If you’re like us, you’re eagerly awaiting the release of the new version of React (commonly referred to as React Fiber). While it’s anybody’s guess when it will go GA, there are some things that you can do to get ready.
We don’t intend to comprehensively go into the differences between React Fiber and the current React architecture (code named React Stack), but if you haven’t yet seen it you should watch Lin Clark’s talk at React Conf’17. She does a great job using illustrations to explain the interrupt model, architectural differences, and visually depicting why the new version is code named Fiber.
The promise of smoother transitions alone are likely worth the price of upgrading, particularly for the complex and scientific applications our customers demand. Fiber will undoubtedly allow us to build better user experiences for our customers with better control on prioritizing rendering updates and a smarter interrupt model. However this upgrade path may be tricky.
In terms of getting ready for Fiber, Lin does a good job warning React developers to be aware of how they use setState(). Many React developers don’t realize that setState() can be passed either an object or a function. When using the object approach, the argument represents changes to be made to a component’s state. Whereas in the functional approach, a function is provided that will actually compute the new state.
The functional approach is the preferred use of setState going forward, and the object argument version may eventually be deprecated in React Fiber, even though it is the most commonly used method today when updating component state.
The React team’s reasoning for functional setState is sound because it enables batching updates for more efficient rendering, whilst this is essential in React Fiber’s new reconciliation algorithm it can also have an impact now in React Stack. There are other benefits from adopting functional setState early including too; a cleaner access pattern for existing state, along with improved testability and more potential for code re-use. However, for the unprepared, this will come as an unwelcome surprise and a tedious upgrade path.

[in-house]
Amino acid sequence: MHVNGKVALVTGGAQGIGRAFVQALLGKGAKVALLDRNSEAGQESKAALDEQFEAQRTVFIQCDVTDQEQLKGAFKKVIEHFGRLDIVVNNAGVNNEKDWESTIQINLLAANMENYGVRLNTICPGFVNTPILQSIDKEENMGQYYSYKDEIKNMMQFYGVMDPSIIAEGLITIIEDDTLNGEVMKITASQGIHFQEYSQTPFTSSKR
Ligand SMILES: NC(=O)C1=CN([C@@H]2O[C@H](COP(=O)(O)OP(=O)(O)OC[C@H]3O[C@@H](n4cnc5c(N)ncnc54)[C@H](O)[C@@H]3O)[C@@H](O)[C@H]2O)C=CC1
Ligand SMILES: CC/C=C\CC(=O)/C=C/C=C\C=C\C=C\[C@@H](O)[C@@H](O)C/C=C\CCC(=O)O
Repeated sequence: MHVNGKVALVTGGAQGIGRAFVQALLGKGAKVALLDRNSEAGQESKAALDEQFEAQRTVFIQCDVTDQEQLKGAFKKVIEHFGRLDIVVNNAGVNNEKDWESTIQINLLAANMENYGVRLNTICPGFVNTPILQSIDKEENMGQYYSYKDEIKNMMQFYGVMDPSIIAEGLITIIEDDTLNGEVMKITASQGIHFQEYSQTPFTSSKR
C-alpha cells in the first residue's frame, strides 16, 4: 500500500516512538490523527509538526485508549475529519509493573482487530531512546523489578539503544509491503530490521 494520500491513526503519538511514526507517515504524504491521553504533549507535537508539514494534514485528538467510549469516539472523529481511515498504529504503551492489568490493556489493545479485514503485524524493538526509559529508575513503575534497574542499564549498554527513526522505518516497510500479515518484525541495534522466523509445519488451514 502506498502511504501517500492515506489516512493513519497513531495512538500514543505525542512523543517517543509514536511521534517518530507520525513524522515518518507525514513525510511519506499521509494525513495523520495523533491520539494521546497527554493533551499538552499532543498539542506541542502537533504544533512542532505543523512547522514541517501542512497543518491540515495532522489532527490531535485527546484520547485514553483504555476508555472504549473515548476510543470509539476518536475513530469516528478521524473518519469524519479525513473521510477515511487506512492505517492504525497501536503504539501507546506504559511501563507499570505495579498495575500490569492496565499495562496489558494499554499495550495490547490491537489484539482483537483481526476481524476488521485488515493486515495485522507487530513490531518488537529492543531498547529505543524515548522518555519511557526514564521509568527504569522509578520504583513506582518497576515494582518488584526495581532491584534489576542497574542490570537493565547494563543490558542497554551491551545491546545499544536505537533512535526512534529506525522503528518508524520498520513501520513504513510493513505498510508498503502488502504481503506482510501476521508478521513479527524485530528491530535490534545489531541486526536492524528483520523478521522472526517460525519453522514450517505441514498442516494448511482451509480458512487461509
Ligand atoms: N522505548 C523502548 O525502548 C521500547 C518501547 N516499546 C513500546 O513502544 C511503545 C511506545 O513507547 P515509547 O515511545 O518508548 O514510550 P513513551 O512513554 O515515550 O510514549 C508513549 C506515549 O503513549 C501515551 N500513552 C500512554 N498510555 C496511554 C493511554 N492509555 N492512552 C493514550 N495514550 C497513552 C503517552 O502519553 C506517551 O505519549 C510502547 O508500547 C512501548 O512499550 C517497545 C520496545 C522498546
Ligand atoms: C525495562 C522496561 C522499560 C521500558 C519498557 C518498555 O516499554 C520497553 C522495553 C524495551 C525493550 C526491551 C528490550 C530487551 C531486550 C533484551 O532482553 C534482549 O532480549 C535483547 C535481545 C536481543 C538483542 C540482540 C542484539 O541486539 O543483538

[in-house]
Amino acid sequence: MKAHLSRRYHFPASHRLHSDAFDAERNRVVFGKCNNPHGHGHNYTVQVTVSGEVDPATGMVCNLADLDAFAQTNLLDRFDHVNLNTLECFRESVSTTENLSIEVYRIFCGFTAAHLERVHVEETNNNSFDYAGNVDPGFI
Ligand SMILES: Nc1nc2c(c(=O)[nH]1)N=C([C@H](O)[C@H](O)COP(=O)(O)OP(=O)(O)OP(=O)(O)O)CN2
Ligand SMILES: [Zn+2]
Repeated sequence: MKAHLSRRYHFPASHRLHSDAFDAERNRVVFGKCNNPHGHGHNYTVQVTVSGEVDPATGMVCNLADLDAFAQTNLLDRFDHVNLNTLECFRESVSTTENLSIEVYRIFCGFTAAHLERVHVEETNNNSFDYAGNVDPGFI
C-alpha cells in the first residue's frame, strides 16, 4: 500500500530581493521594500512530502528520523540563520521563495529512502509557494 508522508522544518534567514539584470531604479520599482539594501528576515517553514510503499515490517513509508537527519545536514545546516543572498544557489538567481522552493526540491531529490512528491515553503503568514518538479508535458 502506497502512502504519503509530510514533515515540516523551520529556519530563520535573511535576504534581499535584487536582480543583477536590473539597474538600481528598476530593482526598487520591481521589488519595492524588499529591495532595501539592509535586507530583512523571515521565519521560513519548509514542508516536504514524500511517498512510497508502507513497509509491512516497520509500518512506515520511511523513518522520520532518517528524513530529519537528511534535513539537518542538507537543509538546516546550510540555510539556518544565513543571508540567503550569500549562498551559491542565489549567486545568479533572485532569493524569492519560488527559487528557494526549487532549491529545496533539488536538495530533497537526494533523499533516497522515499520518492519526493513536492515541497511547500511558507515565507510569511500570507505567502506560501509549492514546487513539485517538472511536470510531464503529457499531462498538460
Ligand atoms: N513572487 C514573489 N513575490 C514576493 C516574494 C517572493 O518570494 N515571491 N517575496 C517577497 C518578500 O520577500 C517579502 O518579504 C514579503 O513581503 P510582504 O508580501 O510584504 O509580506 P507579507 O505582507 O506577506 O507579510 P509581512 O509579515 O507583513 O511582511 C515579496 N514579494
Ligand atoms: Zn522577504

When upgrading React, explicitly deprecated features tend to be pretty straightforward and easily called out with tooling like eslint. However some changes can be more insidious as they may have side effects that will be difficult to spot or reliably reproduce.
Take componentWillUpdate vs componentDidUpdate. In React Stack, these 2 calls would always fire on a 1:1 ratio and are often used interchangeably to run code in response to a component updating. However imagine a case in React Fiber where, due to a higher priority task interrupting componentWillUpdate(), it is unexpectedly run more than once. Yikes!
To illustrate the point, imagine a component tracking the number of times the user changes an input along with a counter of the number of changes made.
In the first instance, this._numChanges could be incremented multiple times during the same render cycle due to the new interrupt model:
Using componentDidUpdate would not suffer the same issue because it will only be called after the update has completed:
In general, the componentWill* lifecycle hooks aren’t a safe place for code with global side effects and should be used sparingly. This hasn’t changed with React Fiber, but Fiber will make the consequences of misusing these hooks even greater, leading to more nefarious bugs.
We spend a lot of time with corporate customers trying to get new systems and technologies to play nice with existing compute infrastructure. Modernizing is a non-trivial concern and frequently cited as one of the main reasons projects with new technologies fail. Rarely do you start with a blank whiteboard. We’ve got several clients running their business on React Stack now. Whether or not to upgrade (and when) will need to be thoroughly thought through. Stay tuned for our next blog in the series where we describe the tooling we use to find these little time bombs in our code.